As S. Korea moves to expand nuclear power, disquiet grows among nearby residents
GYEONGJU, South Korea — Hwang Bun-hee, 74, lives in a pink house near the sea surrounded by a riotous vegetable garden and sounds of birds — but she gets upset whenever she looks at her house, just a few minutes’ walk from Wolsong nuclear power plant.
“When I first came here in 1986, there was just one reactor. Now there are five,” Ms. Hwang said. “The worst thing is I can’t sell my property when I want to move.”
South Korean President Yoon Suk-yeol, who took office in May, is pushing for nuclear power to overtake coal as the main source of electricity to help meet the country’s climate targets and strengthen energy security. The government wants to increase nuclear energy’s share of the nation’s power mix to 33% by 2030 from 27% currently.
Seoul has also highlighted Europe’s energy crisis following Russia’s invasion of Ukraine, which Moscow calls a “special military operation,” as a wake-up call to bolster domestic sources of power.
The government is proposing an additional six nuclear plants by 2036 on top of the current 24 reactors in a country the size of the US state of Indiana, raising deep concerns among hundreds of Korean residents living in the most densely built area in the world for nuclear power.
The 24 reactors, capable of generating 23,250 megawatts, are concentrated in four locations — 5–7 reactors per one location — with some 5 million people living within 30 kilometers (18.6 miles) of the plants, according to 2019 data compiled by opposition lawmaker Wi Seong-gon.
Nuclear experts say South Korea’s clustered reactors don’t pose safety concerns, but some residents are unconvinced.
“The cows are a bit bad. There have been miscarriages, who knows why,” said Kim Jin-sun, a 75-year-old livestock owner living near Wolsong.
“Even if I try to sell my house or rice field and go somewhere else, no one will buy.”
SCARCE NATURAL RESOURCES
While many South Koreans support expanding nuclear power, a significant minority are urging a reduction.
A June 28–30 survey of 1,000 South Koreans by Gallup Korea showed 39% supported expansion of nuclear energy, 30% wanted current levels to be maintained, while 18% called for scaling it back.
South Korea ranks fifth in the world for nuclear generation, according to the World Economic Forum data for 2020, behind the US, China, France and Russia.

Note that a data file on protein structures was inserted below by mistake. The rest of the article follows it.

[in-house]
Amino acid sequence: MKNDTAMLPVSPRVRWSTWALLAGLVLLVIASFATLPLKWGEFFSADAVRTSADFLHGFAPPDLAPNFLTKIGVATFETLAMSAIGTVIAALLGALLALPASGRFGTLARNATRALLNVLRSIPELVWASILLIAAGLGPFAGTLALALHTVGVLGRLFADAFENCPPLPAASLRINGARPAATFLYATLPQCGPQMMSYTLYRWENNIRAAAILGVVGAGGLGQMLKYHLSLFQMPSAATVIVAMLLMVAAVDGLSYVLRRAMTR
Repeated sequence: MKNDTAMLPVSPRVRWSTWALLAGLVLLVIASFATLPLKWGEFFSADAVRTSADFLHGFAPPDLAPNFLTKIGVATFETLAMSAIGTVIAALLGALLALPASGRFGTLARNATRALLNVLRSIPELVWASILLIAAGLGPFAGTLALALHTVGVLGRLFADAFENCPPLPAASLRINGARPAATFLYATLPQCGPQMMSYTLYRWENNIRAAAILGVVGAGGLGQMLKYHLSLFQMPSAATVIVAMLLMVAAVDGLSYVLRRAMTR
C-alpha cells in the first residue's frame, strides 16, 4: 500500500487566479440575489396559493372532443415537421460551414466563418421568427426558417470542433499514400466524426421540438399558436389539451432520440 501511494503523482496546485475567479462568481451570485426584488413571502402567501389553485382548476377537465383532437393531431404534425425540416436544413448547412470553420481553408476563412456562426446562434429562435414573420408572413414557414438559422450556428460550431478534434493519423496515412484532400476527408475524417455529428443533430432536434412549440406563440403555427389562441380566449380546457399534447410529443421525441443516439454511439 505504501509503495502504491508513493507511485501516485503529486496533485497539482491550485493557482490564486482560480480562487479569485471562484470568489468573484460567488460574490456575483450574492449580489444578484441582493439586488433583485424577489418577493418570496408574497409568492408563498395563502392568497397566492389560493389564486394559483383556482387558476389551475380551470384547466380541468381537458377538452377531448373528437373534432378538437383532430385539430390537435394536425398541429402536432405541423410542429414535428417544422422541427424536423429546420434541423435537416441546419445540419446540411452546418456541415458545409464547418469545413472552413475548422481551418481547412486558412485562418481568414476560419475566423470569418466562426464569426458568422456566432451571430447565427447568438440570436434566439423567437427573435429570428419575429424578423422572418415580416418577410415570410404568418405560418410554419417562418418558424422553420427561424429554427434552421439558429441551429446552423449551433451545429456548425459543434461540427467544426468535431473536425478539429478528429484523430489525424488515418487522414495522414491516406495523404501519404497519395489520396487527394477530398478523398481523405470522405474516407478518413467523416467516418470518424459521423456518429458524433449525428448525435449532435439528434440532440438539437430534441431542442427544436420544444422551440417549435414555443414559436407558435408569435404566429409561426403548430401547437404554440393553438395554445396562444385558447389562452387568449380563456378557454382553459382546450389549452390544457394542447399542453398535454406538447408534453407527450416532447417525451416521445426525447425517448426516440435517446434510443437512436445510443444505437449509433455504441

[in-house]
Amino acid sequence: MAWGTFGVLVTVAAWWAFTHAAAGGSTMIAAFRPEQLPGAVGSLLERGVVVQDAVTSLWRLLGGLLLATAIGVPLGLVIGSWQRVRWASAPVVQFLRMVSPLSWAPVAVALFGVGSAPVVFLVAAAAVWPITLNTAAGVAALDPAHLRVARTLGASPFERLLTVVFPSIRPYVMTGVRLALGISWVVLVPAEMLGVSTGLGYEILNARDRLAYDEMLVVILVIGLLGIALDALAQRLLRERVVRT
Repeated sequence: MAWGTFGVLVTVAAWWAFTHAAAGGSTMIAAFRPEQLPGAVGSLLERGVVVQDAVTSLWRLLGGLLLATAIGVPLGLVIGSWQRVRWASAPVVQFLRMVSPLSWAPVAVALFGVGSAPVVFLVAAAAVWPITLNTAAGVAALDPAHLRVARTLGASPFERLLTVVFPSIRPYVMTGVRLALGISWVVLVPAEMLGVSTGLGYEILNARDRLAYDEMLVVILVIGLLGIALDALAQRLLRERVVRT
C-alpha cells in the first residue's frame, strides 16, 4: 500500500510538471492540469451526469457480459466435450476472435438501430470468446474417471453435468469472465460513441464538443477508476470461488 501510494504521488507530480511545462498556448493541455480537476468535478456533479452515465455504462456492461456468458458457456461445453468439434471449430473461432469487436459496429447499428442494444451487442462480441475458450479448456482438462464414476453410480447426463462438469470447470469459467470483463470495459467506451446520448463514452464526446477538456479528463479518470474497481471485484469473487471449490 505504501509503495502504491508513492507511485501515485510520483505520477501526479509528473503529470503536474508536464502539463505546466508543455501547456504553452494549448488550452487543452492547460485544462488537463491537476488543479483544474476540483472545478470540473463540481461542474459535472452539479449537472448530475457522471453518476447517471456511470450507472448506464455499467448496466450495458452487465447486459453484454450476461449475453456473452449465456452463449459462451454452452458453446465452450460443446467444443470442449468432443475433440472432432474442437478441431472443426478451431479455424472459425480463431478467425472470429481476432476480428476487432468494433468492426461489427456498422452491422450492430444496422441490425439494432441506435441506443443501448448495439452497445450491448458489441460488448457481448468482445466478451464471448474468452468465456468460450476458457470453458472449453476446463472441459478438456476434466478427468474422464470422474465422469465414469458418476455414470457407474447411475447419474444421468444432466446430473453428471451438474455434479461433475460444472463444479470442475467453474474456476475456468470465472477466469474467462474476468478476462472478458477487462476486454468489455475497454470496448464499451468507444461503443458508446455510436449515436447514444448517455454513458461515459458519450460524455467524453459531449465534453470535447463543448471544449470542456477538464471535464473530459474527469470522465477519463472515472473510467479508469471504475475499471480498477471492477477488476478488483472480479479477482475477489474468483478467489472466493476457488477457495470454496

Since it has scarce natural resources, experts say nuclear energy is crucial to keep the country’s lights on and power its global-leading manufacturing industry, which exports chips, cars, display panels and electric vehicle batteries.
“South Korea produces what other countries need — so there’s a lot of energy consumption relative to the population. But we can’t reduce our electricity usage — if we reduce it, we become poor,” said Chung Bum-jin, professor of nuclear engineering at Kyung Hee University.
Mr. Chung said nuclear power is less affected by energy price fluctuations, as uranium price accounts for less than 10% of the total power generation cost, and years’ worth of nuclear fuel can be stockpiled, unlike bulkier oil, gas or coal.
Ms. Hwang, who claims her diagnosed thyroid cancer is due to radioactive materials from the plant, has been actively trying for the past decade to get a law made to fund relocation for nearby residents. For several years now, Ms. Hwang and many concerned residents living near the reactors have held protests outside the plants and met with lawmakers.
“Although trace amounts of material may be detected in the body or environment of nearby residents due to nuclear power plant operation, the claim that the amount of radioactive material detected affects health is not valid,” said operator Korea Hydro & Nuclear Power.
It said the maximum amount of tritium detected in Wolsong residents’ urine samples between 2018–2020 was 0.00034 millisievert, well below the limit for the general public, and the annual exposure is much lower than natural radiation.
“The amount of detected radiation at Wolsong is equivalent to eating six bananas a year, which has potassium,” said Jeong Yong-hoon, professor of nuclear and quantum engineering at Korea Advanced Institute of Science and Technology (KAIST). — Reuters